Can Social Media Predict Disease Outbreaks?
Epidemic Tracking in Uncertain Times…
Sounds crazy to think that your Twitter or Facebook posts, the things you hashtag, along with your search engine queries, could be giving public health researchers many predictors of illness and disease in real time…right?
But it's true:
No longer do scientists and researchers have to spend so much time digging for data through less efficient means. With Internet analytics, especially social media information, health care providers can monitor the overall health and sudden changes fairly easily.
Who knew epidemiologists would be using Twitter to track disease outbreaks?
Anyone who has used Google Analytics on a website understands how data tracking works. With the right software you can figure out where users are, what keywords and searches they performed, and many other qualitative and quantitative pieces of information.
In the case of social media tracking illness and disease, social post searches can reveal the types of illnesses, where the populations of affected people reside, and what information they are most absorbing.
How Can Social Media Help Prevent The Spread of Disease?
Having these types of clues can help government agencies, and independent epidemiologists, understand how to allocate resources necessary for fighting and preventing illness and disease.
Twitter is one network that has given scientists good reason to believe social media disease tracking is worth researching. In the United Kingdom, the National Health Service analyzed keywords in association with the flu to create a predictive model. Use of certain keywords would help determine how severe the flu would be in any area.
However, this study also warned to be wary of media hyped epidemics. When the media is over-reporting on flu season, more people tend to visit their doctor, perform searches for symptoms, and set off some false alarms in the data.
To help inform the public and give people a centrally located source for objective information—structured planning and response on social media is the best tool local health centers can create for their communities.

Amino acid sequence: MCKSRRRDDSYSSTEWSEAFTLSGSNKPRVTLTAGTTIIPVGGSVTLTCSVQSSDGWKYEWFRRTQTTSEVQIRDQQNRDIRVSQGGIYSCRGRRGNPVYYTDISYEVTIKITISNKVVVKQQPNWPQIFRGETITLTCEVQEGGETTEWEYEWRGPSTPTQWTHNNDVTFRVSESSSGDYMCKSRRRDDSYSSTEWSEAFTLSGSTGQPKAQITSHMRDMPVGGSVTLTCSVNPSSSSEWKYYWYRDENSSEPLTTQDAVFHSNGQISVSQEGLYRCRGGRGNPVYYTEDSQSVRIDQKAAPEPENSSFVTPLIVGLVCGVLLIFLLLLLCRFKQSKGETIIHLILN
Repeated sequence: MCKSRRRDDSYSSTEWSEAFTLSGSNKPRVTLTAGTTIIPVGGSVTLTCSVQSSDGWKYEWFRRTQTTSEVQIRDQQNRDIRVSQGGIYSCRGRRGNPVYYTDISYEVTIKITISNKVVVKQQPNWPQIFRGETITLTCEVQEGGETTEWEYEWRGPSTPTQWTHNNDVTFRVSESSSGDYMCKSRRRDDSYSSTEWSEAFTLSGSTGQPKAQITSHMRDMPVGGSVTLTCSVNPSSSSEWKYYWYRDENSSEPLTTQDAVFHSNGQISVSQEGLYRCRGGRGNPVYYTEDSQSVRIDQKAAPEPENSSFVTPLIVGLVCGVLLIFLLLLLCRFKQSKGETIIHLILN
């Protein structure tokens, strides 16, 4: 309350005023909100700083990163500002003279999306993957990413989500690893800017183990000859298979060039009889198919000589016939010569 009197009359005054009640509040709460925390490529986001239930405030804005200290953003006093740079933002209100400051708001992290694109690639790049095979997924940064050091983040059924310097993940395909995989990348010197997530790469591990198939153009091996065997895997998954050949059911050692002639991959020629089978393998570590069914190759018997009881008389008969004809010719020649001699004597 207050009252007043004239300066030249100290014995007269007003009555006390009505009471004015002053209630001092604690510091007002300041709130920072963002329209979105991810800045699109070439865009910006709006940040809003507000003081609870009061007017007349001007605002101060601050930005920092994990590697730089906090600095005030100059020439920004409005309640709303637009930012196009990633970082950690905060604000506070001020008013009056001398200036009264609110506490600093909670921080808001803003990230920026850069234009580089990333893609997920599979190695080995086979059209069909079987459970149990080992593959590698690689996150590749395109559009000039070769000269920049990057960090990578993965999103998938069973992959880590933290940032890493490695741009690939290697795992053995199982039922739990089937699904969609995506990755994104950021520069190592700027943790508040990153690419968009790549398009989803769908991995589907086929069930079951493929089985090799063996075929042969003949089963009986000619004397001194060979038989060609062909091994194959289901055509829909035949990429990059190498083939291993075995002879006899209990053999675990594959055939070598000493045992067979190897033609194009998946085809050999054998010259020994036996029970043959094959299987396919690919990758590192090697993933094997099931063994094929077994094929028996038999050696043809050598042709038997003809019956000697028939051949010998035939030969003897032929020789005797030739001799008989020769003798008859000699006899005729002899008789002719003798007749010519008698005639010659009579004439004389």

Using social media and disease surveillance, sites such as healthmap.org pulls the latest news, alerts and other important public information into one place. That site is considered a social media tool, and also offers users an app they can download to their phone.
A well run social media site can help spread the word about how to prevent spread of disease, when to seek treatment for symptoms, as can assist in prediction of spread and severity. Just look at all the @WHO twitter account does in this arena—on a global scale!
Scientists can also use data found in tweets and posts to understand if consumers are having positive or negative reactions or opinions to forms of medicine and treatment. It's also a way to identify whether certain companies or institutions are adhering to quality of care guidelines specific to the outbreak at healthcare facilities.
Going Beyond Epidemiology…
There is also a range of social media analyzing software that can keyword track sentiments in all corners of the net. You can bet all kinds of healthcare organizations are tracking consumer and public sentiment towards their products and brands. It's the kind of market research that used to cost millions of dollars in research, consumer surveys and tests that the company would have to organize and pay for. But with the public's natural knack for over-sharing about everything, it makes sense that this data exists. After all, how many times have you scrolled past what one of your friends is eating for lunch, followed by an update about a customer service experience another one of your friends just had, followed by the latest cat pic from that one friend…
Well…you get it.
What Is The Future Role Of Social Media in Public Health?
Studies are being conducted to track several types of disease, such as influenza, swine flu, HIV, Ebola and many others. These tests will continue to get more targeted and complex as data analytics become more sophisticated in coming years.
Suffice it to say, we've seen only the beginning of what we can do to combat the spread of disease as social media posts go viral…ya, we said it.
To learn more about how you can track outbreaks you may want to look into Epidemiology programs or, if you like the analytics and web side of it, look into new and novel Health Information Technology programs in your area.
Get on the front wave of this intriguing new trend by contacting schools today.
Have you seen a trend on social media that connected with healthcare trends you've noticed? If so, share your experiences and insights with @healthadmdegree today!